I hate lines.
Oh, I love performing them–there’s nothing better than acting for an appreciative audience. But memorizing lines? I’ll take a root canal instead, thanks. Studying a role is the bane of every actor’s existence.
Memorization is not for the fainthearted. Still, almost anyone can do it–if you’re willing to invest some time. (And I don’t mean cramming for three hours the night before dress rehearsal.) Here’s a four-step process that makes line-learning a bit easier for me. Maybe it will work for you, too.
1. Silently read the script.
As soon as the director hands you a playbook, read the whole thing. That will help you get the story fixed in your mind. Then focus on your own part by reading your lines over and over again. You also need to familiarize yourself with the cues, which are the lines that come right before yours. Knowing your own dialogue won’t help if you don’t know when to say it.
2. Test yourself.
After you’ve read silently for a while, check your memory. Cover one line with a piece of paper and read the cue right before it. Can you recite your part from memory without moving the paper? If not, read the forgotten line out loud several times in a row. Now, check yourself with the paper again: Did you get it right this time? Many directors require you to learn dialogue word-for-word. It’s not because they’re cruel (okay, some of them are)–it’s because each of your lines is a cue for someone else. If you don’t say the correct words, a fellow performer may miss saying his entirely.
3. Ask a friend or family member to “run lines.”
Beg a patient soul to hold your script and read your cues aloud. Then try to say your lines in the right places without peeking at the page, and without stopping to think. (You aren’t truly “off book” until you can run lines without any pauses.) For some actors, finding a helper is the single best way to memorize. He or she can also show you how much work you still need to do by circling the places where you struggle.
4. Work on the hard parts.
It’s tempting to spend time on parts of the script that you “mostly know” already–but that won’t help you reach your goal. When you review, focus on the lines your helper circled for you in step three, and on any other segments you don’t know yet.
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These four steps work just fine for some actors. But maybe you’re one of those people who really struggle with memorization, and you’re searching for an easier way.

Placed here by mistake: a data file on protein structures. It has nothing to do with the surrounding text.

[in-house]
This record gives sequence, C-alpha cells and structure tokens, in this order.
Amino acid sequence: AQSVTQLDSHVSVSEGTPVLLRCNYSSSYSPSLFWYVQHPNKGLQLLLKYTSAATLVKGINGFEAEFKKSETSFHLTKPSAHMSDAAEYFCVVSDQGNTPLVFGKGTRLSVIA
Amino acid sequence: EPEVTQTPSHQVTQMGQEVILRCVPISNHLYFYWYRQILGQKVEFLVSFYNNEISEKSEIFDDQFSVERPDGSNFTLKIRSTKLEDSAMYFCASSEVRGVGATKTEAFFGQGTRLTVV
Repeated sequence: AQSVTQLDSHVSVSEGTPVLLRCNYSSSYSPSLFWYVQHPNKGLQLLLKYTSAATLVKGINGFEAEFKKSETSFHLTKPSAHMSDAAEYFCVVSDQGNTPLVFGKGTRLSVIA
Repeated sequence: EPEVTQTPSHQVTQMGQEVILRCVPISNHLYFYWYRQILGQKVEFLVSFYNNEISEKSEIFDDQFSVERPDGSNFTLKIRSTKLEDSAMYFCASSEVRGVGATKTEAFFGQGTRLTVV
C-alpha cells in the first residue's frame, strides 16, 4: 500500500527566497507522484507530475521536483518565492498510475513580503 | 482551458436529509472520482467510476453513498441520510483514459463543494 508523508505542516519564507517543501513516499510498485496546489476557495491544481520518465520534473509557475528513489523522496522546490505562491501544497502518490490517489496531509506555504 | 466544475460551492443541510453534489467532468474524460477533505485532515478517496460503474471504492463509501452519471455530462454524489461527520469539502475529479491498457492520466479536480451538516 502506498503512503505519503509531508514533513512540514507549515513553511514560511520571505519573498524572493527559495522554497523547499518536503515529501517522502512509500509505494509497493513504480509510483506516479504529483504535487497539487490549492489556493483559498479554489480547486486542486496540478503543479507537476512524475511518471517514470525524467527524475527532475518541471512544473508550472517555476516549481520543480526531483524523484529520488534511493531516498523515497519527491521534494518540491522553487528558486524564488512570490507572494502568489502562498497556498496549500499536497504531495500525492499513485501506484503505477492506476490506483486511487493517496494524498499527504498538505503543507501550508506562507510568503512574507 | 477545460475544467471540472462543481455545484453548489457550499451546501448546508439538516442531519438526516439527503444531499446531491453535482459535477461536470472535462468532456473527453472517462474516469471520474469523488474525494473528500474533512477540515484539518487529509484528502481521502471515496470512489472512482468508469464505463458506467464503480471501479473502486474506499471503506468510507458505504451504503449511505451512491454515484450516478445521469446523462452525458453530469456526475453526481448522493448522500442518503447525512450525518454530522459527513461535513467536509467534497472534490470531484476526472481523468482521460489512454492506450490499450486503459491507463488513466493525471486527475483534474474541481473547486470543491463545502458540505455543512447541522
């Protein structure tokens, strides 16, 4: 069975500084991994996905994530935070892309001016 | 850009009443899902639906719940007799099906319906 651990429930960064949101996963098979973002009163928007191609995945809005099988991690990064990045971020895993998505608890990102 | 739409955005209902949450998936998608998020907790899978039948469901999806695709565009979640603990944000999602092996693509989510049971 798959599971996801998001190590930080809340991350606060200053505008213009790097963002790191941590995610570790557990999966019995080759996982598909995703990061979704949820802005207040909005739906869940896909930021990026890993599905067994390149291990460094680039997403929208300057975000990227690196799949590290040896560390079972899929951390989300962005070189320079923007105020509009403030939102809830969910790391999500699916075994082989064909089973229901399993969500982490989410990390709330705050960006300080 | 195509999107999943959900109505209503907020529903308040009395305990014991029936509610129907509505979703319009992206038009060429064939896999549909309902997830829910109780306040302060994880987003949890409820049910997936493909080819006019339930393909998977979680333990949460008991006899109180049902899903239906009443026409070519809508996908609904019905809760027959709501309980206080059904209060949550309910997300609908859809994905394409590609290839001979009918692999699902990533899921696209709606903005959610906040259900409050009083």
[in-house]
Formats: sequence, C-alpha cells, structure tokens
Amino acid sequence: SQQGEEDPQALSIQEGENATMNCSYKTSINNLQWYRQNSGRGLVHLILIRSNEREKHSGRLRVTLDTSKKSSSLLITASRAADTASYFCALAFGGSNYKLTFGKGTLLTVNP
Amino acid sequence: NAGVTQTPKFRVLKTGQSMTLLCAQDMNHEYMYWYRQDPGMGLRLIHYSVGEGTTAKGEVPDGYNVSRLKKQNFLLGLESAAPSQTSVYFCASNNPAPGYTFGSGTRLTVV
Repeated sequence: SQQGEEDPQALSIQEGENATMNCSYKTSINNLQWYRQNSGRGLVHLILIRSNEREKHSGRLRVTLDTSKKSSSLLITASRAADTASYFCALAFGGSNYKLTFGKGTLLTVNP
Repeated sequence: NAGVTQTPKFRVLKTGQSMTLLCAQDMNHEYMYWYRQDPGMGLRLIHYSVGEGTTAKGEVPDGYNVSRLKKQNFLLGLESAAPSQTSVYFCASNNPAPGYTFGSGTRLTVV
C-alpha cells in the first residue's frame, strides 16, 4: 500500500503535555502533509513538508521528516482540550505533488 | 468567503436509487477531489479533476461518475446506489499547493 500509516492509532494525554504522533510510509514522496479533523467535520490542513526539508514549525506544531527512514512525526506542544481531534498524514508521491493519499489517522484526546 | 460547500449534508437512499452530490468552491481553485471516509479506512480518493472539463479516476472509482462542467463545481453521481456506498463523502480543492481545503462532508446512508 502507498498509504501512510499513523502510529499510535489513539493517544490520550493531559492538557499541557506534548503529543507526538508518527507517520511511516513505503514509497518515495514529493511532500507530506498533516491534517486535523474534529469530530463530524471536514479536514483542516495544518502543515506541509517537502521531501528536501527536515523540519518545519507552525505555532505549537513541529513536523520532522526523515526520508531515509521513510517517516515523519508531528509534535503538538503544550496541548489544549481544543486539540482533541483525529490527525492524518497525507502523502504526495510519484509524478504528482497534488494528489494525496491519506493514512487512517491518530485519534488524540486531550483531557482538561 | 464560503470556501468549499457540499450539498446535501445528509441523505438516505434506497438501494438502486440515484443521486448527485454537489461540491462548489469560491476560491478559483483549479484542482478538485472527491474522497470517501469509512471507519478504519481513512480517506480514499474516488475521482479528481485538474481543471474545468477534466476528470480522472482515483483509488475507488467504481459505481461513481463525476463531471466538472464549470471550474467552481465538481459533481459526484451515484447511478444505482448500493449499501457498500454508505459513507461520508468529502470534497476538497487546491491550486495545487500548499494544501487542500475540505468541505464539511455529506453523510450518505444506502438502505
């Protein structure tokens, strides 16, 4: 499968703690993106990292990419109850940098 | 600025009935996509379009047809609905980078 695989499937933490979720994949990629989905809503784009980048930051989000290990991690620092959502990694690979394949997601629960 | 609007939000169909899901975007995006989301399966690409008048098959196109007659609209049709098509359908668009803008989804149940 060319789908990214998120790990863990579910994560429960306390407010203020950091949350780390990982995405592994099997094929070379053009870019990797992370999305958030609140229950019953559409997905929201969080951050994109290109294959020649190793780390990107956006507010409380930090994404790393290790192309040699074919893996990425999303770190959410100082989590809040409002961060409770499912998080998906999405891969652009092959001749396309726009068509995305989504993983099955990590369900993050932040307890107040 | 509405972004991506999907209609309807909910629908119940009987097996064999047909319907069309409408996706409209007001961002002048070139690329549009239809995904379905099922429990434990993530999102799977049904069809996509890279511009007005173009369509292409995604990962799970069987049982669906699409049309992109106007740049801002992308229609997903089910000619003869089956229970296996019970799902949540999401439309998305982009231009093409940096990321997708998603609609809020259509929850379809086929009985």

Unfortunately, there’s no magic fix–and putting off memorization only makes things worse. Forgetting a line on opening night, or carrying a script onstage while trying to improvise your way through a scene, are like buying your own ticket to a bad performance. Drama is a team sport, and one actor who isn’t prepared can derail an entire show.
So even if learning lines is hard for you, don’t take shortcuts: Memorization is a necessary evil. Here are a few more ideas to help you succeed.
1. Read your cues and lines into a voice recorder.
Chances are, your cell phone or computer can do the job. After making the recording, you can play it back when you practice, pressing “pause” after each cue. Say your line aloud before you resume playback to check yourself.
2. Run through the movements (blocking) that the director gave you in rehearsal.
You may feel strange doing this at home with no one else around while you memorize, but “learning by doing” really helps some people. Meanwhile, experiment with different ways of delivering each line. That will keep you focused on the task, and also help you remain flexible for the performance.
3. Get together with some other actors and run lines with each other.
If you can’t do it in person, use Skype, or another web-based communication tool. Feel free to enjoy the other actors’ company, but stay focused on the task at hand.
These ideas may not make line-learning fun, but they can eliminate most of the torture. Remember, you can only enjoy the fun parts of acting once those lines are memorized! Digging into a character, thrilling to the excitement of a live audience . . . those are the reasons why we act. Line-learning is just a necessary evil along the way. Trust me: Opening night is a lot more fun when your lines are rock-solid. Make that your goal the next time you perform.
Copyright © 2012 George Halitzka. All rights reserved. This article was first published in the Fall 2012 issue of Let’s Worship.